Historic Walking Areas in Sydney

Top Historic Walking Areas in Sydney, Australia

Historic Walking Areas in Sydney

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What travellers are saying

  • linnman
    singapore278 contributions
    My second time as a tourist visiting The Rocks. The place is charming and full of history so a visit to The Rocks Discovery Museum is a must. Walk through the little nooks and corners of the old buildings. Lots of dining and drinking places here. Unfortunately, my favourite place here - the weekend Rocks Market was a disappointment this time. In my previous visit in 2019 just before Covid19 struck, the market was full of local craftsmen with their beautiful and unique creations for sale. This time, the market was a ghost of its old self. The stuff on sale were nothing unique nor interesting; most of the stuff you can get at shops in the city. I also saw that some of the space had already been converted to al fresco dining for the eateries along the stretch. Maybe the 2-year Covid epidemic affected the livelihoods of these independent craftsmen wth few tourists visiting and buying. For this reason, I can no longer rate this place as excellent. I hope that they will be back soon and give The Rocks Market the vibrancy that it now lacks.
    Written 17 May 2022
    This review is the subjective opinion of a Tripadvisor member and not of TripAdvisor LLC.
  • N P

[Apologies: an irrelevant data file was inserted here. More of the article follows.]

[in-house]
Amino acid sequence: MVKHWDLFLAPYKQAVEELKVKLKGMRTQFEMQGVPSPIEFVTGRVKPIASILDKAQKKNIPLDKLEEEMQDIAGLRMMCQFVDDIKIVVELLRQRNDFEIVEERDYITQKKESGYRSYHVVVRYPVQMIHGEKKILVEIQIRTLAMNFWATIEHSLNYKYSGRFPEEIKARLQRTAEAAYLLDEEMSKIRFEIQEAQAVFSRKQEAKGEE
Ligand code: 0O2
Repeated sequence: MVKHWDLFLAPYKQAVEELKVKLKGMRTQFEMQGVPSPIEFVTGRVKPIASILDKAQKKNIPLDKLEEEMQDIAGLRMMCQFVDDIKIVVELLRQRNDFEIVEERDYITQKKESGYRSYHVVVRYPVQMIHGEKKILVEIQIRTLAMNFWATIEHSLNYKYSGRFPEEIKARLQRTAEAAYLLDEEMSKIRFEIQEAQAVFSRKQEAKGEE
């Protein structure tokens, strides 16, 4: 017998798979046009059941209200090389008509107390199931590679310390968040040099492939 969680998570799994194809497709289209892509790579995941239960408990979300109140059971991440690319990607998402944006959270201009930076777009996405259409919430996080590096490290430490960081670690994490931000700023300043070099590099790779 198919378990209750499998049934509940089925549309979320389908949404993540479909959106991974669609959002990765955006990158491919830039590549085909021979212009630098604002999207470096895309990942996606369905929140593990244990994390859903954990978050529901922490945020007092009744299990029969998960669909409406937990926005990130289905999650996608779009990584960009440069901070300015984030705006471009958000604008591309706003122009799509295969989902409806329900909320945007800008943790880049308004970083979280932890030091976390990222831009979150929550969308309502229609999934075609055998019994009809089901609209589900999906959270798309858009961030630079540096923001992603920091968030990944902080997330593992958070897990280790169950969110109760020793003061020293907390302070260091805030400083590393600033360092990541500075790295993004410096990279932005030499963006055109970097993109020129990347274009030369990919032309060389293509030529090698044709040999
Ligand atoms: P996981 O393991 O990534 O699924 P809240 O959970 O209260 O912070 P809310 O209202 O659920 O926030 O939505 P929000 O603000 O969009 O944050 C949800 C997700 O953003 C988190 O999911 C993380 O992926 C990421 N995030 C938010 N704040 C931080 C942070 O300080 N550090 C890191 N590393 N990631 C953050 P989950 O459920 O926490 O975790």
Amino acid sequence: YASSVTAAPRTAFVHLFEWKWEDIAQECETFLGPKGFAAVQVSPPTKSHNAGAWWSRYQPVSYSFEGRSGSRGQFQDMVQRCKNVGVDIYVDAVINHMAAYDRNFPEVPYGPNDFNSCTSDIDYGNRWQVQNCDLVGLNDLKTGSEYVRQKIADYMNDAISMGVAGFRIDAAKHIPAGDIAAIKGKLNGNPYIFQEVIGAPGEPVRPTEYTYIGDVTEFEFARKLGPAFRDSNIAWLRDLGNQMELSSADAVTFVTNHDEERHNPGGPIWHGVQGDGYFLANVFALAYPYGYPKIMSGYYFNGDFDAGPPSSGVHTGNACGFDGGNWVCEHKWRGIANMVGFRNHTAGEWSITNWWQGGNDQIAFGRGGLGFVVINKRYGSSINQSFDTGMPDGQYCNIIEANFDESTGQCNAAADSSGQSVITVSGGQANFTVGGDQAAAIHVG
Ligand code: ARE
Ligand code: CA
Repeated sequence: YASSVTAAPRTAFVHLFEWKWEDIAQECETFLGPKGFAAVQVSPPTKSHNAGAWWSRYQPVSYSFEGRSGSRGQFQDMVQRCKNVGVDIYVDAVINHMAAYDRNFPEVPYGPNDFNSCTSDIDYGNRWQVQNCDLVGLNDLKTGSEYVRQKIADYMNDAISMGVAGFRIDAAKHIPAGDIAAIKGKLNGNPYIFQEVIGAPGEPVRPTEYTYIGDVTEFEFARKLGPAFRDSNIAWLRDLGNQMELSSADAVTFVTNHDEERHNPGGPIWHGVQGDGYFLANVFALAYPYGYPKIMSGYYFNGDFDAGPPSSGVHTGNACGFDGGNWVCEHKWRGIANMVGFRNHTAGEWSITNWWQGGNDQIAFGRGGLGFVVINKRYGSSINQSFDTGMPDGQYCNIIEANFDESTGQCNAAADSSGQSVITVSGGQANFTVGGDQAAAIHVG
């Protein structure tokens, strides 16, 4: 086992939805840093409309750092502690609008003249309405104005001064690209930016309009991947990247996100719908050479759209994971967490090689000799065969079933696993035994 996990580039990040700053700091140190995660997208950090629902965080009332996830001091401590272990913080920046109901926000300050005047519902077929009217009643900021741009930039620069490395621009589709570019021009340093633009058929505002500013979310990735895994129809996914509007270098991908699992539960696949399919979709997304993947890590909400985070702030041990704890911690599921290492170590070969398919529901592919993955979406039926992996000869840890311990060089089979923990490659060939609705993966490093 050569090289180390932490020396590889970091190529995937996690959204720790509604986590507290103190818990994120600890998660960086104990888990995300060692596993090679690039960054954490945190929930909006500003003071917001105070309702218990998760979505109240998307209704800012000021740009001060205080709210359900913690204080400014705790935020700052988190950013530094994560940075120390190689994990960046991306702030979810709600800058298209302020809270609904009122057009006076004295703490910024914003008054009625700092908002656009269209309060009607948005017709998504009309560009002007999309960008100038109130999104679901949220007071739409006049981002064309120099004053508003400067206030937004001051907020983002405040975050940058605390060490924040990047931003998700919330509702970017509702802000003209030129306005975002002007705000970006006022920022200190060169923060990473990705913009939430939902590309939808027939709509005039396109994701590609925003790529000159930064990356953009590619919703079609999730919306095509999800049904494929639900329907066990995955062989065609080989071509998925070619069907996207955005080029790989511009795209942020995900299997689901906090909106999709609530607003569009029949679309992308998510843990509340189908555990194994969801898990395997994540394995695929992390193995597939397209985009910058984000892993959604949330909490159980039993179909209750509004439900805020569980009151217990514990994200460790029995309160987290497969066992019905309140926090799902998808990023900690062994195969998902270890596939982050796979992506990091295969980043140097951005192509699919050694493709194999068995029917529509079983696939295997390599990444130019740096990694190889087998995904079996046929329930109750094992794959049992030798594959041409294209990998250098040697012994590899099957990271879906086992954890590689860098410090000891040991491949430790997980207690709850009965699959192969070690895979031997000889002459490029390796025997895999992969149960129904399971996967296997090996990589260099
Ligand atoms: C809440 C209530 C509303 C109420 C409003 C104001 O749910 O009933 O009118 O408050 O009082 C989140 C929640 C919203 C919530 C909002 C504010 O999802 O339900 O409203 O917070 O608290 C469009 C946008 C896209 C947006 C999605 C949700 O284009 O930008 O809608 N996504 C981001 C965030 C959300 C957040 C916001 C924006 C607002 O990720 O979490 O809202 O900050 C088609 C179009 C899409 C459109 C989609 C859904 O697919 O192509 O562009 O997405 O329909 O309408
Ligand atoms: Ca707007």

North Sydney, Australia29 contributions
    I was amazed by how beautiful this walk was. At the top of the wharf, there is a short walk to the lighthouse where you can backtrack to continue along the path toward the rest of the track. great views and the opportunity to stop at the Mosman rowers club or to have a picnic overlooking the harbour at the end of the walk
    Written 13 September 2020
    This review is the subjective opinion of a Tripadvisor member and not of TripAdvisor LLC.
  • Perry B
    Hong Kong, China2,334 contributions
    This was a really fun one and we enjoyed the walks as a couple. We did a series of walks over a series of days in order to complete the whole thing. There was a lot of variety of scenery while the photographic opportunities were simply stupendous.
    Written 2 January 2021
    This review is the subjective opinion of a Tripadvisor member and not of TripAdvisor LLC.
  • Mairwen1
    United Kingdom6,324 contributions
    This is an interesting area if you want to extend your walk through the Botanic Gardens or you are looking for somewhere nice to eat after the NSW Art Gallery.
    From the Gallery, the wharf is just a 5 minute walk down through the Domain and from the Botanic Garden’s Henry Lawson Gate, its about a 10 minute walk.
    A string of waterside restaurants line the historic wharf including Otto, Manta and China Doll. On a sunny day, its not a bad place at all to sit in the sun beside the water.
    The wharf has had its ups and downs over time. Built in 1915, it is a massive 400m long wooden structure. For over 60 years it was the major port for the booming wool export market and a hub for immigrants and sailors. WWI & WWII troops farewelled their loved ones from here, before sailing to foreign battlefields. Many of them would never return.
    It's hard to imagine that in the 1970s and 1980s when the wharf had fallen into disuse and disrepair, the government wanted to take a wrecking ball to it. Today, luxury boats are lined up along the wharf and on weekends, the restaurants are packed.